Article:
Well, its that time of the week to sit back with the morning cuppa and have a ponder.
This week brought a surprise visit from the chairman of Cabbage enterprises. It appears that I'm not the only one afflicted by excessive work at the moment. A wide ranging discussion was had covering a variety of topics. I can also reveal that an unnatural interest was shown in GWR broad gauge books. I was also shown some very nice etchings for an Om wagon.
From the wandering brain files this morning, why are their not more small shelf layouts built in the scale? For some odd reason any man (or woman for that matter) that moves to NZ120 seems to automatically think that they need to build a large layout to showcase the scene. I'm as guilty as the next man unfortunately. In England you get guys who happily model on a bit of 3 by 1 from IKEA and construct a small shunting layout, often in less time than it takes to say 'I think I could fit a layout on that'. OK, so its all RTR but they just plunge in with gay abandon to run trains for a couple of months, learn some stuff and move on to the next one. Contrast this with my 10 year project that is Paekakariki (and I'm 3 years in I think....). its going to work out in the end (I think), but there is a lot of water to go under the bridge before that happens, and it is hard to stay focused (and Imust take a trip out today to do some more on the coal yard. must get that wip cracking app, or indeed a phone that runs apps).
Maybe its time for another scale challenge; build a small layout in a year (2013), with a set maximum size etc? Its worked well overseas in slightly larger scales. Maybe for something a bit more left field that I did come across is a 'flexible' layout with removable scenes and a common base. With a standard size scene base everyone could have a go. Maybe small layouts have a hard time getting traction here because they don't look 'New Zealand ' enough (a comment I've heard about the currently stalled 9mm shunting layout in Auckland), or because its not overly easy assembling a collection of rolling stock and a loco to run (though that seems to be getting easier)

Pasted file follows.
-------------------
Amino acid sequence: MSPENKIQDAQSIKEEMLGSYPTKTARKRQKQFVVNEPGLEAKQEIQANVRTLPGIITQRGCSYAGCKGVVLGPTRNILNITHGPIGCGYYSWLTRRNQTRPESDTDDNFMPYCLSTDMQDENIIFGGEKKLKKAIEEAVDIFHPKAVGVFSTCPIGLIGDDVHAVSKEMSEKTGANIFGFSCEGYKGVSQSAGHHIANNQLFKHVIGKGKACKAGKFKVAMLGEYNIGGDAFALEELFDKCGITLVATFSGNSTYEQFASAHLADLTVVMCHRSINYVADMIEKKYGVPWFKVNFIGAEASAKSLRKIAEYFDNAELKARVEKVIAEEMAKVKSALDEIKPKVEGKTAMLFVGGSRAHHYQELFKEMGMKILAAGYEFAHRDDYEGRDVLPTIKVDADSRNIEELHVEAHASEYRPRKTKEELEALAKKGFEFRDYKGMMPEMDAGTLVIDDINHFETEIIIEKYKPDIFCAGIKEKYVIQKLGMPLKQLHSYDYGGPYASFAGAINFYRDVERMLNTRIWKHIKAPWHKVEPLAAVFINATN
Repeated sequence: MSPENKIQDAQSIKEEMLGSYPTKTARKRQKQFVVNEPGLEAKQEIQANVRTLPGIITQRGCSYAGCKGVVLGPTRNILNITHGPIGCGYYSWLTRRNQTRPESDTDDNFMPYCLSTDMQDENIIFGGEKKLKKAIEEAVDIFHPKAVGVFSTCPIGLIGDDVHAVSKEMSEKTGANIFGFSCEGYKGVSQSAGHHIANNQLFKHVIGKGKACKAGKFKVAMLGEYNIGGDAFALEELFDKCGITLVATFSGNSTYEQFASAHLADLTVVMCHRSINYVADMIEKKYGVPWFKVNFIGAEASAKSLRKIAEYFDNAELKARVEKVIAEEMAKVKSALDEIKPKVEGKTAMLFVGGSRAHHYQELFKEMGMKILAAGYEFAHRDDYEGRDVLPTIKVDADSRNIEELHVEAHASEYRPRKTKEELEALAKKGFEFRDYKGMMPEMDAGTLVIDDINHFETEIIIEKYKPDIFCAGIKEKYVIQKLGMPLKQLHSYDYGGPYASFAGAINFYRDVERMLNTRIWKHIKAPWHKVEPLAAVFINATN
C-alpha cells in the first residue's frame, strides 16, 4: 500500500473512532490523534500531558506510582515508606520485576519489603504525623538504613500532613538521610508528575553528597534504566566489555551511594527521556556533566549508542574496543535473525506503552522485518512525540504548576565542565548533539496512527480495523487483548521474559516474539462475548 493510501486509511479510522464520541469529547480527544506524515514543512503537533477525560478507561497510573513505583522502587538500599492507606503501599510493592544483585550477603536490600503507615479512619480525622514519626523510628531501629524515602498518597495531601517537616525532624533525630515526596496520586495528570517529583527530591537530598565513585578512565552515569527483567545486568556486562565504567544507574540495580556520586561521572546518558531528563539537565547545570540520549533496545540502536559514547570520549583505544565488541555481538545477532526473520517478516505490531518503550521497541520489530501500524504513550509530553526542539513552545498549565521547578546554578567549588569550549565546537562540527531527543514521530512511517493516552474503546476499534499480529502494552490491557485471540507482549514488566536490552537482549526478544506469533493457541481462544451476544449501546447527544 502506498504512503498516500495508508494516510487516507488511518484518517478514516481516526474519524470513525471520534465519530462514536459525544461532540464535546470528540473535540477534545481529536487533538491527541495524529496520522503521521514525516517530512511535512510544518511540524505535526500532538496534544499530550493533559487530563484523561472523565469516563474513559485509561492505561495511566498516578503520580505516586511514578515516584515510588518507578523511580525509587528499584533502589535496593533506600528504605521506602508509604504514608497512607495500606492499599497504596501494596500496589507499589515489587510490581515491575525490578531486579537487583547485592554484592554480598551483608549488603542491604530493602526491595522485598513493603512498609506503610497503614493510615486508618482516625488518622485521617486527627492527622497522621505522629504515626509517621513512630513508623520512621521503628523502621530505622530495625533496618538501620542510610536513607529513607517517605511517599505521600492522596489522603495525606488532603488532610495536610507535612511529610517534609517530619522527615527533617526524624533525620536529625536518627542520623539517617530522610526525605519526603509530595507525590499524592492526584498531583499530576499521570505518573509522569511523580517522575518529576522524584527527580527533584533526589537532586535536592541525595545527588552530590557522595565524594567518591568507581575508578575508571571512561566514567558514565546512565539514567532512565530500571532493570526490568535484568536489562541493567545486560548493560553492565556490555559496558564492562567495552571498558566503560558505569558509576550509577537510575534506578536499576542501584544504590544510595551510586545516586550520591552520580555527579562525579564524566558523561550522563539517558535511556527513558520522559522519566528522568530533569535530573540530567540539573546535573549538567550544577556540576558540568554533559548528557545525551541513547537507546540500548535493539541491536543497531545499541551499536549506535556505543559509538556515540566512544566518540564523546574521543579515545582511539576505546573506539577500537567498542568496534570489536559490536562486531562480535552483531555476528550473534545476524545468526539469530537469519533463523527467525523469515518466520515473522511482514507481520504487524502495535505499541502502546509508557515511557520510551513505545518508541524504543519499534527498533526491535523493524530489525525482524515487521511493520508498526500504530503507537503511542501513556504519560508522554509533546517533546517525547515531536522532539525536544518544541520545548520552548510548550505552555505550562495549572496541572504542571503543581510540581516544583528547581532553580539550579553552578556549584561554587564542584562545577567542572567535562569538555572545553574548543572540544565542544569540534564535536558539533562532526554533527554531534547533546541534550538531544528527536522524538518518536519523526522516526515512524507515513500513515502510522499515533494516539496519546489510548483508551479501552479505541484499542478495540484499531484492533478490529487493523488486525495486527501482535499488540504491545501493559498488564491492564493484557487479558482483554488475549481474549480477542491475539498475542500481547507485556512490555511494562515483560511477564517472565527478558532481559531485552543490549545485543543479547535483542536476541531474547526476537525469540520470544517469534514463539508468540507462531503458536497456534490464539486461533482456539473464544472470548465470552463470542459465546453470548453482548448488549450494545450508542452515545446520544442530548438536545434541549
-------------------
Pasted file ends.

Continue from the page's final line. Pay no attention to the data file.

To charge off into the other side of the coin ie big layouts I have been thinking about designing larger layouts for operations. It helps to pass the time in meetings of the 'Just why was I invited to this when i have not been on this project for 2 months?'I missed a chance when I was asked 'So, what do you think?' to which the correct reply would have been 'Oh, I was just wondering how to feign my own death so I could escape and go home...'. Anyway, I was trying to work out how to do a 1950's west coast layout featuring a couple of branch lines and a loads in-empties out set up between a port and a coal mine. This very quickly got out of hand, but its left me wondering how much more people want to do in the scale, or if we are happy with a roundy-roundy set up to let the trains run.